Feature

FROM BIG BROTHER TO BIG SOCIETY

So, hands up everyone who remembers The Big Society. It was Dave’s 2009 blue skies thinking idea for the brave new world of his post-election Britain. Underpinned by its philosophy of autonomy and sense of social purpose, he rode the crest of a wave. Has he shaped a socially creative society?

Well, judge for yourselves from the Prime Minister’s new year message for 2015. He says nothing about the morality or humanity of a burgeoning social capital. At the start of a year when he has to go to the polls, the message is almost exclusively about money in people’s pockets, complete with behaviourist overtones of reward (although, notice, no mention of punishment, the flipside of the reward coin). It’s a simple equation. Work hard. We will reward you.  Money not morality.

But embedded in the message is one brief phrase, breath taking in its arrogance and its damning assumption about our current culture: ‘we are changing the values of our country’. From Big Society to Big Brother. From autonomy to control. Because any administration which thinks that it can change the values of the society which it governs is one which fails to understand freedom, individuality, diversity and its moral responsibility.

Now, I know that the word ‘values’ had to be in there somewhere because that’s the current mantra. But here’s what Mahatma Ghandi had to say about values:

‘Your beliefs become your thoughts,
Your thoughts become your words,
Your words become your actions,
Your actions become your habits,
Your habits become your values.’

So it follows that if you plan to change a nation’s values to those you find acceptable, you are also planning to control what each individual within that nation believes, says, does and thinks. And that has really serious implications for the world of education; a world which is increasingly seeing the DfE and Ofsted acting as the Thought Police.  The promise of decentralised power echoes falsely in the most regulated, inspected and controlled education service that we have ever experienced.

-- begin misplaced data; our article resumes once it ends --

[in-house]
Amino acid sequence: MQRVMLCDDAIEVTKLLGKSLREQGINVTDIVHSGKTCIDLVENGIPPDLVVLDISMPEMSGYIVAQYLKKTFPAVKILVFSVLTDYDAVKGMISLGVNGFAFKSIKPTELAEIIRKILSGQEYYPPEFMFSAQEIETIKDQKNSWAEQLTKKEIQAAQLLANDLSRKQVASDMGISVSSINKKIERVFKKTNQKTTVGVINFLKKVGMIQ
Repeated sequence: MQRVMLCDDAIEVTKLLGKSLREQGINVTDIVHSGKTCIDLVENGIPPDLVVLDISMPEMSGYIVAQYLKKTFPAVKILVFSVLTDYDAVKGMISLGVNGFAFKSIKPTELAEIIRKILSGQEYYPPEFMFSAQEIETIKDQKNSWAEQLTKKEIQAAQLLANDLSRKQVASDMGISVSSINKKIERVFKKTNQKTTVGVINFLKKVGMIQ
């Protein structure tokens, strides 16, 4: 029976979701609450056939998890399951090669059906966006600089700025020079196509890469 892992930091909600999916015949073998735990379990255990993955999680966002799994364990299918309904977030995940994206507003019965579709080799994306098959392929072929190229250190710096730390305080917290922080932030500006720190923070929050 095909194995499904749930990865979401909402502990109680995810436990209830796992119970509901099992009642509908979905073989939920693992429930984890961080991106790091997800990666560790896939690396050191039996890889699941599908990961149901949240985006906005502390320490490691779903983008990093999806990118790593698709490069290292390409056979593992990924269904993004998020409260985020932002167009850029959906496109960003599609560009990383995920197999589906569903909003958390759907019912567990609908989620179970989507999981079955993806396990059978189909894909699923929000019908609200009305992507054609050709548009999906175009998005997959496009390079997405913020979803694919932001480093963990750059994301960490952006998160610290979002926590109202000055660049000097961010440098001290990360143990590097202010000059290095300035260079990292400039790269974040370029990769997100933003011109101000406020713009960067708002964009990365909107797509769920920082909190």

So are we, as teachers, to emulate the government and change the values of those we teach? I have  never regarded that as my role. I teach children how to think, not what to think. Our individual values are a  very personal outcome of what we believe, shaped by everything we have ever seen, heard and experienced. So classrooms are ideal places not just for pupils to reflect on their own values but also to consider those values in the light of what others believe. Classrooms are not, and never should be, places where  a centralised (British) values system is imposed.

So I guess that social capital or the social creativity of the modern Britain for which we are preparing the next generation won’t be playing any part in the election debate. It looks like it will centre on British values. And it also looks as though economic growth is set to become the new black of our nation’s value system.

Writing in Idea magazine recently, Dave Landrum, the director of advocacy for the Evangelical Alliance, posed these questions about our identity: ‘… what’s at the irreducible core? Who are we when everything else is stripped away?’  The national identity which shapes our society is undergoing structural changes that will resonate far beyond the summer election and we need to be part of that debate. We need to encourage our students to be part of the debate.

And above all, we need to ensure that there is a debate, one which secures a society that recognises diversity of values, faiths and beliefs. Only then can we claim that we have created the Big Society. That still matters to me, even if, in its origins,  it was only a convenient political rhetoric for an upcoming election.